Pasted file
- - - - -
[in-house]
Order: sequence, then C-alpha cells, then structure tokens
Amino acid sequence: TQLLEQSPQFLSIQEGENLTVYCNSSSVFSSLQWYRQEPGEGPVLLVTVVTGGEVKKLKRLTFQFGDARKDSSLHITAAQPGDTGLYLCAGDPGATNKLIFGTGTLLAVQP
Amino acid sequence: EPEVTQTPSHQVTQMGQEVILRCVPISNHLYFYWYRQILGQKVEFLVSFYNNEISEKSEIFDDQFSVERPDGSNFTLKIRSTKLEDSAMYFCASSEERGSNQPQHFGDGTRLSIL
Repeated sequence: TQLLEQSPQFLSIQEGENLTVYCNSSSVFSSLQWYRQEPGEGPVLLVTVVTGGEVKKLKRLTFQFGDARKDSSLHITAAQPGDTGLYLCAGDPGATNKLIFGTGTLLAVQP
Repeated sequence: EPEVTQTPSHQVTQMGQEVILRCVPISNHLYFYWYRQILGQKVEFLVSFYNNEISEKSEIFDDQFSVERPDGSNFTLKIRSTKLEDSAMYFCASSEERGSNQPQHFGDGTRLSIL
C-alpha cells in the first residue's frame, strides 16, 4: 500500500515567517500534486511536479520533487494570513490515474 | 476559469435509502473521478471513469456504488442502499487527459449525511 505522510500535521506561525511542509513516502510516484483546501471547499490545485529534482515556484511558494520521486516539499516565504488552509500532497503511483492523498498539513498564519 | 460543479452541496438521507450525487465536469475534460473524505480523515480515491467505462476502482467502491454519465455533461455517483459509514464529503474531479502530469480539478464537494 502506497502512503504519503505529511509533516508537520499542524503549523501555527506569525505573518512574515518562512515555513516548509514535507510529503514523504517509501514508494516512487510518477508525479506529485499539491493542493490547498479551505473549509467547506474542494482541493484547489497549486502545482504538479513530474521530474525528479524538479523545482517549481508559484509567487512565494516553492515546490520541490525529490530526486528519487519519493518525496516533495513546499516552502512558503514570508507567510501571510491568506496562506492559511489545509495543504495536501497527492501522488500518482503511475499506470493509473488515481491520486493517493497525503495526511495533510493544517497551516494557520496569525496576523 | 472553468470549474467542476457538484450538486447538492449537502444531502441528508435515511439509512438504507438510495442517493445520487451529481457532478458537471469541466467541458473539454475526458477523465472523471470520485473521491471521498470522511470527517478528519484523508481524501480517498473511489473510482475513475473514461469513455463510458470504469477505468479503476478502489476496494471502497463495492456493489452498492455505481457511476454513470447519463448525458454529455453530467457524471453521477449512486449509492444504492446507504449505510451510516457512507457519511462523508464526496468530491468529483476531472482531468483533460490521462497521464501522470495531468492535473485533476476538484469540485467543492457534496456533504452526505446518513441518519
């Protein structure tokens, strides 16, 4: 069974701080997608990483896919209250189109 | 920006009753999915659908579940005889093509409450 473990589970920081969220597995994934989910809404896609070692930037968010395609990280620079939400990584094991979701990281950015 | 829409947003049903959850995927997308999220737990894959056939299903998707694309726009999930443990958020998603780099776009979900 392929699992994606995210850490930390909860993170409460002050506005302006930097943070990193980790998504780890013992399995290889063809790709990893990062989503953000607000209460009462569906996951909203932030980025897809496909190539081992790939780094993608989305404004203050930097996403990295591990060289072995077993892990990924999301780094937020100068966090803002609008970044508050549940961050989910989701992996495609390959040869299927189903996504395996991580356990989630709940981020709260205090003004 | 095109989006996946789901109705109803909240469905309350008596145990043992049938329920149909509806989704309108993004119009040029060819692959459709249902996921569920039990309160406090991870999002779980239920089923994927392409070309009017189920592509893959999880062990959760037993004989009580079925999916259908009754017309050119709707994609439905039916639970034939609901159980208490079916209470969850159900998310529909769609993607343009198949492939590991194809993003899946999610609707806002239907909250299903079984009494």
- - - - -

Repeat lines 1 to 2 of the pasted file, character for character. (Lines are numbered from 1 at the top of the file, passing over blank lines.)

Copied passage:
[in-house]
Order: sequence, then C-alpha cells, then structure tokens